TOLEDO, Ohio (CN) – Two environmental advocacy groups in the Great Lakes region sued the Environmental Protection Agency, hoping to compel the agency to list the open waters of Lake Erie as impaired by harmful algae blooms.
The Environmental Law and Policy Center, or ELPC, filed a lawsuit Tuesday in Toledo federal court against the U.S. EPA, Administrator Scott Pruitt and Robert Kaplan, acting regional administrator of EPA Region 5.
“The impairment designation is a key first step in the Clean Water Act’s process for addressing serious water quality issues,” ELPC staff attorney Madeline Fleisher said in a statement. “Without the impairment designation, Ohio is likely to continue relying on unenforceable, voluntary measures to reduce phosphorus pollution that won’t do enough to fix the problem.”
ELPC’s co-plaintiffs in the case are Advocates for a Clean Lake Erie, or ACLE, a grassroots environmental organization founded after a toxic algae bloom poisoned Toledo’s drinking water in August 2014, as well as ELPC members and ACLE coordinators Michael Ferner and Susan Matz.
Algal blooms like the ones in the warm, shallow waters of Lake Erie’s western basin decrease water quality and occasionally cause toxic contamination.
EPLC, Ferner and Matz previously sued the EPA, Pruitt and Kaplan in May, claiming the federal agency was neglecting its duty under the Clean Water Act by failing to either approve or disapprove of the Ohio EPA’s impaired-waters list in a timely manner.
Less than a week after ELPC filed that lawsuit, the U.S. EPA approved the Ohio EPA’s list without adding Lake Erie’s open waters, deferring to the state’s judgment.
In Tuesday’s complaint, ELPC and its co-plaintiffs claim the U.S. EPA simply rubber-stamped the Ohio EPA’s list, which they say was prepared without proper evaluation of all readily available data about the adverse conditions that algal blooms cause to Lake Erie’s open waters.
“When Ohio EPA was evaluating the condition of its waters in preparing its 2016 list of impaired waters under CWA section 303(d), it categorized all water within 100 meters of the shoreline of Lake Erie, as well as all water surrounding Lake Erie public drinking water intakes, as impaired by the effects of harmful algal blooms,” the complaint states. “At the same time, Ohio EPA chose not to designate the same waters, suffering the same harmful algal blooms, as impaired beyond these limited and artificial boundaries.”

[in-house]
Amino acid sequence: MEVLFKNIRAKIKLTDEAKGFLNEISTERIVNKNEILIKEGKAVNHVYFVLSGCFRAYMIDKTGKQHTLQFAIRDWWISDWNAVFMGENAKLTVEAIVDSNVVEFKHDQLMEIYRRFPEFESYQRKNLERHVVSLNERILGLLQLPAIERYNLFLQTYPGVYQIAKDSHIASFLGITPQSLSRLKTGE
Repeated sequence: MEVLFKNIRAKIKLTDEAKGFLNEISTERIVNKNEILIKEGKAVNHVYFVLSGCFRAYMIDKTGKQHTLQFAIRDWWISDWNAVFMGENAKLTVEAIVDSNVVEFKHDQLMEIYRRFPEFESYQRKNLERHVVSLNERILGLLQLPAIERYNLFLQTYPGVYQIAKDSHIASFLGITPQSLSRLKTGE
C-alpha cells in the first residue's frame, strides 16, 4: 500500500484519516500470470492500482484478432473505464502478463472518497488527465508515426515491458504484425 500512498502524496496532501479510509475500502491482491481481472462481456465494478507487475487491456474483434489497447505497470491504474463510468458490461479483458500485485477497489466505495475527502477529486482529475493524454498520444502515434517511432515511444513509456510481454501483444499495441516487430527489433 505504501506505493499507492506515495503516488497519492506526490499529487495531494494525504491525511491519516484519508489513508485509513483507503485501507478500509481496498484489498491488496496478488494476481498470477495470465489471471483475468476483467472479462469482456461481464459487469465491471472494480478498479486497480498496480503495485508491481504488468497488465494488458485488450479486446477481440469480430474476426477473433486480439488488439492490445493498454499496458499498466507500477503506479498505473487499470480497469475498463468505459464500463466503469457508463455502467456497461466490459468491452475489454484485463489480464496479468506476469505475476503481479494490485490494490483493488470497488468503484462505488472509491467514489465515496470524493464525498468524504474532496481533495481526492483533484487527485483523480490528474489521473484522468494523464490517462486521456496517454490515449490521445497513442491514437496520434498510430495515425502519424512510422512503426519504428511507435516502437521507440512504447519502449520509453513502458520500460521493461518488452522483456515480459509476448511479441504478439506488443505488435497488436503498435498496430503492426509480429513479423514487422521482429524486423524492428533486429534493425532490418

Strengthening the environmental groups’ argument is the fact that Michigan designated its entire portion of Lake Erie as impaired by algal blooms when it submitted its list of impaired waters in 2016, which was approved by the U.S. EPA.
ELPC and its co-plaintiffs assert that, under such circumstances, the federal agency was obligated by the Clean Water Act and its own regulations to disapprove of Ohio’s list of impaired waters and either remand the list for further consideration or declare the open waters of Lake Erie as impaired.
“The lake isn’t ‘sort of’ impaired in a couple places – it’s impaired throughout the western basin,” Ferner said in a statement. “Public officials need to acknowledge it will take mandatory steps to get Lake Erie back to health.”
The environmental groups seek a declaration that the U.S. EPA violated the Clean Water Act when it approved the Ohio EPA’s allegedly deficient list of impaired waters, and an order compelling the federal agency to disapprove of Ohio’s list and identify Lake Erie’s open waters as impaired.
They also seek attorneys’ fees and any other relief the court deems proper.
ELPC, ACLE, Ferner and Matz are represented by ELPC’s staff attorneys Fleisher and Lindsay Dubin, as well as Michael Barsa from the Northwestern Pritzker School of Law.
A spokesperson for the U.S. EPA’s Region 5 declined to comment on the pending litigation.
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